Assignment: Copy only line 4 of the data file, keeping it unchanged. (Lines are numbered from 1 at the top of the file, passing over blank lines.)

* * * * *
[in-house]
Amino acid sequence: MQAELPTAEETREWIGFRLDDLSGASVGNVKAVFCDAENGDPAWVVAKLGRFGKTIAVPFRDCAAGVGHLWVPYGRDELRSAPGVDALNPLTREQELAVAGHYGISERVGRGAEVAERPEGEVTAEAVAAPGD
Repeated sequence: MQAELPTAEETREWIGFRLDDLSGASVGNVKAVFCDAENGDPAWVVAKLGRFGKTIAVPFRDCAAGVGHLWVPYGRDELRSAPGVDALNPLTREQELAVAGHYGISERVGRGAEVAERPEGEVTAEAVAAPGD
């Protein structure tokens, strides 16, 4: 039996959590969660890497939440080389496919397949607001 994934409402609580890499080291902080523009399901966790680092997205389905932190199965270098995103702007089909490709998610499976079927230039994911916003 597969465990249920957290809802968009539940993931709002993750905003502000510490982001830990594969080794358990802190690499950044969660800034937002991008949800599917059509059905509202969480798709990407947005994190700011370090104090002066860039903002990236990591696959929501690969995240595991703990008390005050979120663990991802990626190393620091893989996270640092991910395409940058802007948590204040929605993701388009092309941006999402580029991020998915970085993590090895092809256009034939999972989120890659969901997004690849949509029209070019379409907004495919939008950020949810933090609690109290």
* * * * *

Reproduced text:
């Protein structure tokens, strides 16, 4: 039996959590969660890497939440080389496919397949607001 994934409402609580890499080291902080523009399901966790680092997205389905932190199965270098995103702007089909490709998610499976079927230039994911916003 597969465990249920957290809802968009539940993931709002993750905003502000510490982001830990594969080794358990802190690499950044969660800034937002991008949800599917059509059905509202969480798709990407947005994190700011370090104090002066860039903002990236990591696959929501690969995240595991703990008390005050979120663990991802990626190393620091893989996270640092991910395409940058802007948590204040929605993701388009092309941006999402580029991020998915970085993590090895092809256009034939999972989120890659969901997004690849949509029209070019379409907004495919939008950020949810933090609690109290």